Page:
Executive Bonus Plan Advantages
The executive advantages of an executive bonus plan outweigh the benefits to the employer and include:
The use of corporate dollars, and
Portability and flexibility
Unlike many employer-provided benefits, the executive benefits derived from the bonus plan don't end when the executive's service with the employer ends. An executive bonus plan provides additional life insurance benefits after his or her retirement. Although the bonuses end at the executive's retirement, death benefits may remain in force, subject to policy provisions. In addition, the executive may continue to pay premiums if he or she chooses, thereby increasing the cash values and, possibly, the death benefits.
The executive's modest cost is a distinct advantage and is limited to the tax liability on the bonused premium. An executive in a 28 percent marginal income tax bracket whose $10,000 annual premium is bonused by the employer would pay $2,800 in federal income taxes. Since the executive's cash value may have increased by $10,000 or more as a result of the premium payment, a $2,800 cost would represent considerable value. Often, however, the executive has no cost at all because the employer bonuses the tax that is due on the bonused premium payment in a double-bonus executive bonus plan.
Corporate Dollars Used to Meet Personal Needs
Executive bonus plans use employer funds to meet personal life insurance needs. Additionally, the policy's cash value is available for the executive to borrow against or withdraw funds from to meet any personal need.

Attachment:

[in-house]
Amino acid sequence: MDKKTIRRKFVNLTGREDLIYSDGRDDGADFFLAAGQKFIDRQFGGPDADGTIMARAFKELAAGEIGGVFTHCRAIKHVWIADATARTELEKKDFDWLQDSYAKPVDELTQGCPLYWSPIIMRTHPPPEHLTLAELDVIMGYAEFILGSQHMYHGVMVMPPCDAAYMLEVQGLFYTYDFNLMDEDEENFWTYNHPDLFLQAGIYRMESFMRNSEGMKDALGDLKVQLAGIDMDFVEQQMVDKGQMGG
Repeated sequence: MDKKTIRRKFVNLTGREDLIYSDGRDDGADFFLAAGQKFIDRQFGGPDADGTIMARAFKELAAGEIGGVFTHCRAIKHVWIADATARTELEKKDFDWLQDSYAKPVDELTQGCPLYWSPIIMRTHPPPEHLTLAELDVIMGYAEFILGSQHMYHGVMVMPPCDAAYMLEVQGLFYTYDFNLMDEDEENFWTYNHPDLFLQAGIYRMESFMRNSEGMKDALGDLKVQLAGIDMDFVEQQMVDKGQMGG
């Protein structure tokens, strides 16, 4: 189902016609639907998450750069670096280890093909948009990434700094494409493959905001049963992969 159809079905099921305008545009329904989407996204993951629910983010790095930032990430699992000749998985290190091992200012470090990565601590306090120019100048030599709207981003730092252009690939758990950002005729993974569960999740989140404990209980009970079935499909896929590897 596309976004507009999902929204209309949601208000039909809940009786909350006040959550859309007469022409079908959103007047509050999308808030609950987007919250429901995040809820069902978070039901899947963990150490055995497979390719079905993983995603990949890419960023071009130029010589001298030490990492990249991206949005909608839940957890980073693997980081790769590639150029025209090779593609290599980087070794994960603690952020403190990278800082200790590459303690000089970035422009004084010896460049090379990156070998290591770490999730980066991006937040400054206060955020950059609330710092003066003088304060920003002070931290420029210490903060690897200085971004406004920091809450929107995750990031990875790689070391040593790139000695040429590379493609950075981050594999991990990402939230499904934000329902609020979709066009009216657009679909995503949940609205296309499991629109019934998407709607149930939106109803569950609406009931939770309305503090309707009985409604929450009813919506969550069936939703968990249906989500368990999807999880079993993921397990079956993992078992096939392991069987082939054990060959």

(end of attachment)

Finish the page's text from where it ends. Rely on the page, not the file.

FIFO income tax treatment enables the executive to withdraw funds tax free to basis. Basis is equal to the aggregate employer premiums on which the executive paid income taxes increased by any premium payments made by the executive.
Portable and Flexible
An executive bonus plan characteristic that is normally seen as an executive benefit is a disadvantage to the employer: portability. Specifically, an executive bonus plan moves with the executive. Although the employer would cease bonused premium payments, the cash value and death benefits would continue, subject to the terms of the policy.
The flexibility that is typical of a life insurance policy enables the policyowner to assign the policy and remove its death benefit from his or her estate. In addition, the executive may make a gift of the policy to children or assign it to an irrevocable life insurance trust to exclude it from his or her federal gross estate.